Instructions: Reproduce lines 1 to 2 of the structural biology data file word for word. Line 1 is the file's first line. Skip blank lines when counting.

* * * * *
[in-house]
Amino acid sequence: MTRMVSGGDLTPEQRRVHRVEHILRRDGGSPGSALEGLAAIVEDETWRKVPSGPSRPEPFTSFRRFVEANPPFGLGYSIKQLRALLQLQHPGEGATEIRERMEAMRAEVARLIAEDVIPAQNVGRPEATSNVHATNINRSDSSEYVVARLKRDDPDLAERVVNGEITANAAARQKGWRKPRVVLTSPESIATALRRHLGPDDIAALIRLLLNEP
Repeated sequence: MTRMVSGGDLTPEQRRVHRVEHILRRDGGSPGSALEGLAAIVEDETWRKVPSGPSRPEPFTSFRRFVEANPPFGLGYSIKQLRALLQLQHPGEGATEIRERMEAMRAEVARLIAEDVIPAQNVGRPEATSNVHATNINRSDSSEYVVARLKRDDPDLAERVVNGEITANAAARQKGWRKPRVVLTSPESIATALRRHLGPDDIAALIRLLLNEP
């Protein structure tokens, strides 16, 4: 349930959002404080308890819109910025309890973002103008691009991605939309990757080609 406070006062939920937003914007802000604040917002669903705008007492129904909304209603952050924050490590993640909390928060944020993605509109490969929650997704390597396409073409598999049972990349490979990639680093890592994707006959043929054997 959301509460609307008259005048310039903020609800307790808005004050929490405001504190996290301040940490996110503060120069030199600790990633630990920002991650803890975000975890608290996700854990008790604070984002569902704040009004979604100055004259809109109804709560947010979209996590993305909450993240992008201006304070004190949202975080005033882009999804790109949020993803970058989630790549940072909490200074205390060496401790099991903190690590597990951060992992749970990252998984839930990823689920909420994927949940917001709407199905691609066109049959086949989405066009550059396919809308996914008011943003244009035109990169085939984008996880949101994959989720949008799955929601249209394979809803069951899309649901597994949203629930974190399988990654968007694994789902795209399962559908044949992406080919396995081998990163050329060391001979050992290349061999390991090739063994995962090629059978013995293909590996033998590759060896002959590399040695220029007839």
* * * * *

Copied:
[in-house]
Amino acid sequence: MTRMVSGGDLTPEQRRVHRVEHILRRDGGSPGSALEGLAAIVEDETWRKVPSGPSRPEPFTSFRRFVEANPPFGLGYSIKQLRALLQLQHPGEGATEIRERMEAMRAEVARLIAEDVIPAQNVGRPEATSNVHATNINRSDSSEYVVARLKRDDPDLAERVVNGEITANAAARQKGWRKPRVVLTSPESIATALRRHLGPDDIAALIRLLLNEP